Moulin Rouge® – The Ballet choreographer Jorden Morris shares behind-the-scenes insights on bringing the famed cabaret to the Benedum Center stage.
How did you conceive of the underlying story and style of this ballet? What are the different sources you looked to for inspiration?
The story came from the idea that I wanted to explore two young people of very different backgrounds thrown together in the cauldron of Paris at the time – I wondered how these two characters would develop and ultimately succeed or fail in their attempt to be together. I took inspiration from several sources, John Huston’s film, Jean Renoir’s film, Pierre la Mure’s book as well as the fashion, art and music of the time/era.
You received the very exclusive endorsement of the Moulin Rouge in Paris to create this ballet. What are some of the interesting perspectives you gained from working so closely with this famous cabaret?
It was a wonderful and amazing educational experience to work with the actual people from the Moulin Rouge® in Paris – I learned a lot about the history of the cabaret and in was very inspiring and rewarding to be given the responsibility and endorsement to create the work.
How did you draw from cultural and artistic landscape of turn-of-the-century Paris to build the characters – like Nathalie, Matthew and Talouse-Lautrec – and their stories?
Nathalie, who begins as a launderette was an actual profession in Paris at the time, many artists like Matthew migrated to Paris at the time to be involved and influenced by the Belle Epoque – Toulouse, La Gouloue and Mome Fromage were all real people from that era.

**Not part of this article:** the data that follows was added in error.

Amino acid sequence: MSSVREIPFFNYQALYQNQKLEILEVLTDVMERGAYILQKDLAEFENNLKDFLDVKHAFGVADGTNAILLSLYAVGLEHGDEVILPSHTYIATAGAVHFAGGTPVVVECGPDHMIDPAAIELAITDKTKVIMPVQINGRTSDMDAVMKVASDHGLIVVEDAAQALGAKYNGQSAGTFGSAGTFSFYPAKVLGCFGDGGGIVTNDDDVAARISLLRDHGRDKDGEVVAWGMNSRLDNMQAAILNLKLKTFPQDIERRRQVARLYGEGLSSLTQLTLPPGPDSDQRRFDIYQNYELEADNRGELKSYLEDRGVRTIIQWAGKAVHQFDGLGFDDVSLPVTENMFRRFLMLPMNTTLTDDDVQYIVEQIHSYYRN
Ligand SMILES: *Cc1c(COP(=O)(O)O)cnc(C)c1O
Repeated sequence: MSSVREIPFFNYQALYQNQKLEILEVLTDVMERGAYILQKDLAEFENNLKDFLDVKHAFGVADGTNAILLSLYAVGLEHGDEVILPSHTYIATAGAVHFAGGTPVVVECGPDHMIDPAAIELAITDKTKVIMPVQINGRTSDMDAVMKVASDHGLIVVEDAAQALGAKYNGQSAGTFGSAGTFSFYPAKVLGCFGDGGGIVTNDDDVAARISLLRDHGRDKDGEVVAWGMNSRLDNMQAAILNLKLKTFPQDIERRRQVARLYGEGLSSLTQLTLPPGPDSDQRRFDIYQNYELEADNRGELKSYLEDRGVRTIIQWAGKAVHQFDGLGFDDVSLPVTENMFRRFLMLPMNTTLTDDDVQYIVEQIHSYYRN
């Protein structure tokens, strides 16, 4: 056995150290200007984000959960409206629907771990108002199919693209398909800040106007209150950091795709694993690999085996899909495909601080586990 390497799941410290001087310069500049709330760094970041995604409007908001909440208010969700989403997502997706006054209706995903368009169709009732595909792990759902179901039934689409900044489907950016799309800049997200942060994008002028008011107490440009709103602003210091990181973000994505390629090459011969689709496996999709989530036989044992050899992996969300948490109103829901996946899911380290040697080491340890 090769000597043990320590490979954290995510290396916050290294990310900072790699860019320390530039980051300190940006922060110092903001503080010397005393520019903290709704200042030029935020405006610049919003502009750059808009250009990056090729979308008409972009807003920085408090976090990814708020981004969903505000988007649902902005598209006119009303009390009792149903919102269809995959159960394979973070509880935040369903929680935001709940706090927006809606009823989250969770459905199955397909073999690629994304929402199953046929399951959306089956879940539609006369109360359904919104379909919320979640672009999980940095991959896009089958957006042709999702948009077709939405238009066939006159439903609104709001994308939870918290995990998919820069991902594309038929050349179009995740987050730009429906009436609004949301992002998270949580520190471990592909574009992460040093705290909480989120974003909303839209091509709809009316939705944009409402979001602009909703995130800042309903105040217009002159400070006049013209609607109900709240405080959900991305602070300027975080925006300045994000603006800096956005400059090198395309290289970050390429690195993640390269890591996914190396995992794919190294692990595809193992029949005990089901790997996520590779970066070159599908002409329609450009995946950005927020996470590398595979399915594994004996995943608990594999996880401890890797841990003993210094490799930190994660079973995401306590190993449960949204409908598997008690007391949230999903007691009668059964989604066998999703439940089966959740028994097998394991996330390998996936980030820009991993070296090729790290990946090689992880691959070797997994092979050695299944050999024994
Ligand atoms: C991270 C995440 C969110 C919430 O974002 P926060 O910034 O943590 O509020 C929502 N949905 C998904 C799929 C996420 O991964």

For the character of Toulouse-Lautrec, describe how you translated his real-life history to a character in this ballet and how you choreographed for his character.
Many people ask me about the character of Toulouse being portrayed by a dancer – he was a crippled individual, with a genius mind. When choreographing the dance for Toulouse, I wanted the audience to see the amazing and beautiful things going on in his mind – which is translated through dance. It would have been easy to make his choreography twisted and deformed, but then we would never see the beauty behind what was in his mind.
How does classical ballet movement translate to the cancan, tango and overall movement vocabulary of Moulin Rouge® – The Ballet?
The Cancan had to mixed with classical ballet, which took a lot of trial and error with cross pollinating the movements. The tango sections are very close to traditional Latin tango with a few balletic twists thrown in – the rest of the movement really came from the musical score and what the composers dictated with the selections.
Moulin Rouge® – The Ballet has toured consistently since its 2009 premiere. How would you describe PBT’s interpretation of the production; do you tweak any parts of the show based on the artists you’re working with?
I always do a certain amount of manipulation and collaboration with a new cast of artists – I believe that no two dancers should dance any role exactly the same way – there must be an individual “fingerprint” for each artist. Sometimes those changes are very minute, sometimes quite dramatic. This production has some new changes overall never seen before, and some of the changes are to give the new cast members an identity they can work with and expand the more they perform it.
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